Surprise cycling trip opens up a world of joy for Bob

Bob Blackman and his brother John get pedalling thanks to Alice Holt Inclusive Cycling
A 70-year-old Surrey man who has been registered blind since birth realised a lifetime’s dream when he went cycling for the first time – thanks to a surprise trip organised by his elder brother.

Bob Blackman was taken by brother John to Alice Holt Inclusive Cycling, a centre run by volunteers who are members of Cycling UK.

The pair pedalled a specially-adapted trike around a hilly, wooded three-mile circuit, with Bob sitting at the front holding on to a fixed handlebar and John steering behind.

Bob, who lives in nearby Wrecclesham, just outside Farnham, had been to Alice Holt Forest with his family before and imagined how nice it would be to join his grandchildren as they enjoyed themselves on their bikes.

But he had no idea such a thought could become a real possibility thanks to Alice Holt Inclusive Cycling, a centre which is affiliated to Cycling UK and works for the benefit of people with disabilities who wish to enjoy cycling in a safe environment.

Bob said: “My brother John is full of surprises. I happened to mention to him that I would love to do a cycle ride through the glades and he made my dream come true.

“I thought the best that could happen was sitting on the back of a tandem. But John did some research and spoke to the volunteers at Alice Holt Inclusive Cycling, who came up with the perfect cycle for me to ride.

“I have a tiny bit of vision, but very little – and nothing in sunshine. But sitting at the front of the trike I had the feeling of actually cycling for myself. I could feel the breeze in my face, had the sensation of tipping as we went round corners, could tell when we were going past trees.

“I admit I felt like a big kid. I even shouted ‘wheeee!’ as we went downhill at the start of the ride. It was absolutely fantastic.”

Sitting at the front of the trike I had the feeling of actually cycling for myself. I could feel the breeze in my face, had the sensation of tipping as we went round corners, could tell when we were going past trees. It was absolutely fantastic.”

Bob Blackman

John (74), who lives in Alton, Hampshire, said: “I’ve been out to Alice Holt cycling with my grandson before and told my brother. He said how much he loved the idea of riding through the forest but had never had the chance, so I thought I’d arrange a surprise visit.

“I picked up Bob from his house in the morning. He had no idea what we were going to do. He has been to Alice Holt before but it was always with his grandchildren riding around on their bikes, while he just waited around.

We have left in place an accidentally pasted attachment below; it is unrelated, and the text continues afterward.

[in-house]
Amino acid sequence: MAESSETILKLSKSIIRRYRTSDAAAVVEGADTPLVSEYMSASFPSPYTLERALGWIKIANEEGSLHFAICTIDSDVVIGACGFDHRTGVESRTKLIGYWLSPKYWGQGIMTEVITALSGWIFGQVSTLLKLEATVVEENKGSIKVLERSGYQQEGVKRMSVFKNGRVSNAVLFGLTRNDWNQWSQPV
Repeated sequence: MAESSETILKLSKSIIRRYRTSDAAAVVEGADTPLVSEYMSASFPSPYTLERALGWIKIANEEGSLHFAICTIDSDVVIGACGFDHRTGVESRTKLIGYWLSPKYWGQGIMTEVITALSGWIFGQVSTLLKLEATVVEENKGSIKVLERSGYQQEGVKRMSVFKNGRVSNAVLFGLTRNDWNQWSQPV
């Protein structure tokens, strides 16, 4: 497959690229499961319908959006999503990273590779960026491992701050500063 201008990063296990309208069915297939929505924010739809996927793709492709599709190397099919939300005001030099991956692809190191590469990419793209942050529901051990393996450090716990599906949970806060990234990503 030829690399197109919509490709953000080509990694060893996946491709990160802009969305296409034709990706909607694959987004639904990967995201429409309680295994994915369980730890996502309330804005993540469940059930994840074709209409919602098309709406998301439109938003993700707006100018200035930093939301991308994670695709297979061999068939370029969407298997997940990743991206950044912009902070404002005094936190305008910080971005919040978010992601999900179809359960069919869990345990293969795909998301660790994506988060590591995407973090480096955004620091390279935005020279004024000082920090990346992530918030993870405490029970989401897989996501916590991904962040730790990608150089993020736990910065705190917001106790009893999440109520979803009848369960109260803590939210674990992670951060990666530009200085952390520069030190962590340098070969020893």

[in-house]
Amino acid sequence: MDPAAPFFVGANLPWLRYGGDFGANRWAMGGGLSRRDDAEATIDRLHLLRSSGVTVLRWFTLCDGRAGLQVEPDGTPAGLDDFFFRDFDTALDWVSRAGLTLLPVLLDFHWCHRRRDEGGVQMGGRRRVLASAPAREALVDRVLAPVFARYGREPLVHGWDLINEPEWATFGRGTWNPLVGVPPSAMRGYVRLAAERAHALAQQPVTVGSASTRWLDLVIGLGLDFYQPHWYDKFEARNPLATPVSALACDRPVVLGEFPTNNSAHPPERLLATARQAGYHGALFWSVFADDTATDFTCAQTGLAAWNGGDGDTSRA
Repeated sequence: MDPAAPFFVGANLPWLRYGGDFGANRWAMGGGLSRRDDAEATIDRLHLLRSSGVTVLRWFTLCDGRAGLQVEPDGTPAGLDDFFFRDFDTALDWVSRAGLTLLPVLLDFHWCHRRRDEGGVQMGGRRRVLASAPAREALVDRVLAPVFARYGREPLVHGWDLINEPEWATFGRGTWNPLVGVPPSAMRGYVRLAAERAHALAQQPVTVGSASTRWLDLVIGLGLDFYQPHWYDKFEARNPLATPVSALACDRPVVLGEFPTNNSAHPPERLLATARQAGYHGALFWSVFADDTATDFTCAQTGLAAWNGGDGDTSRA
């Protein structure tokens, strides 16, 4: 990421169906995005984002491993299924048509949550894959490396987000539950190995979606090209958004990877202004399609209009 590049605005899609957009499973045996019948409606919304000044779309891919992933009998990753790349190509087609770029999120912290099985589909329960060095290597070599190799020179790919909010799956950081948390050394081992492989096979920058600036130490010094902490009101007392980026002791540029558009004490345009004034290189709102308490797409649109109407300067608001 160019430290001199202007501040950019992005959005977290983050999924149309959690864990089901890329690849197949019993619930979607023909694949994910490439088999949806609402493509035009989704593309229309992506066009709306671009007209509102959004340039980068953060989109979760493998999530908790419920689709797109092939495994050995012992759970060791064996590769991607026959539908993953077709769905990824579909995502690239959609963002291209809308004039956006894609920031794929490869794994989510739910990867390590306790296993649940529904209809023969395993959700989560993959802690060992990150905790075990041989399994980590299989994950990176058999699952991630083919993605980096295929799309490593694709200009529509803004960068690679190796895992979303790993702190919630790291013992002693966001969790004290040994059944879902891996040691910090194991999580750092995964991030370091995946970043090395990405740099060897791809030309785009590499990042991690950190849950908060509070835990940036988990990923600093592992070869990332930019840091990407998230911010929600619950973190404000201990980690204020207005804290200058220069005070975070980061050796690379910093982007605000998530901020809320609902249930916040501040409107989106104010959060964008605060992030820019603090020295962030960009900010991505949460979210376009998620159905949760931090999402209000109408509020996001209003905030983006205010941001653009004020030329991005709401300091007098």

“This time he was able to cycle for himself for the first time and he loved it. The three-mile circuit was good exercise – we even had to get off and push the trike up one hill, so I’m glad we were both able to pedal!”

Bob now intends to do more cycling at Alice Holt with his son-in-law Rob Warren, daughter Maria and grandchildren Sam (12), Aaron (11) and James (8). 

He added: “I always had a dream of going out cycling in the glades with my family – and now I can. It has opened up a world of joy for me.”

Alice Holt Inclusive Cycling runs sessions every Thursday morning all year round, with 16 adapted cycles that can cater for a vast range of disabilities, as well as a dozen two-wheelers for use by carers and some clients.

John said: “I must thank the Cycling UK volunteers who run the centre. They give up their time to help others and do a truly marvellous job, allowing people to do things they couldn’t otherwise do and make their dreams come true.”

Lead volunteer and Cycling UK member Peter Jeans has worked at Alice Holt virtually every Thursday morning for 12 years, come rain, shine…or occasionally snow.

Peter, who lives in Farnham, said: “Bob was utterly exhilarated after his ride and that’s the kind of reaction which makes this job so rewarding every week.

“The beauty of cycling is that it’s truly a multi-disability sport. The Alice Holt fleet has a wide range of adapted cycles to make cycling accessible to everyone.”

Cycling UK Chief Executive Paul Tuohy said: “Bob’s story shows what an incredibly positive impact cycling can make on people’s lives and highlights the great work carried out by Cycling UK’s many volunteers.

“As an organisation we have been promoting cycling and protecting cyclists for 138 years. The only surprise is that it took until 2012 before we became a charity when you consider how cycling can be a life-changing force for good to so many individuals and communities, and it is our work the length and breadth of the UK that encourages and enables people like Bob to discover those benefits. We call it the gift of cycling.

Cycling UK’s inclusive cycling network is all about creating awareness of cycling as a great way to get about and to keep fit, no matter what age you are, your cycling ability or any other challenges you face.”

Alice Holt Inclusive Cycling sessions take place every Thursday from 9.30am-12.30pm. The cost is £2.50 per session, with carers riding for free. Peter and his team can also arrange, by prior appointment, special days or events for groups or charities who wish to have exclusive use of the fleet of adapted bikes.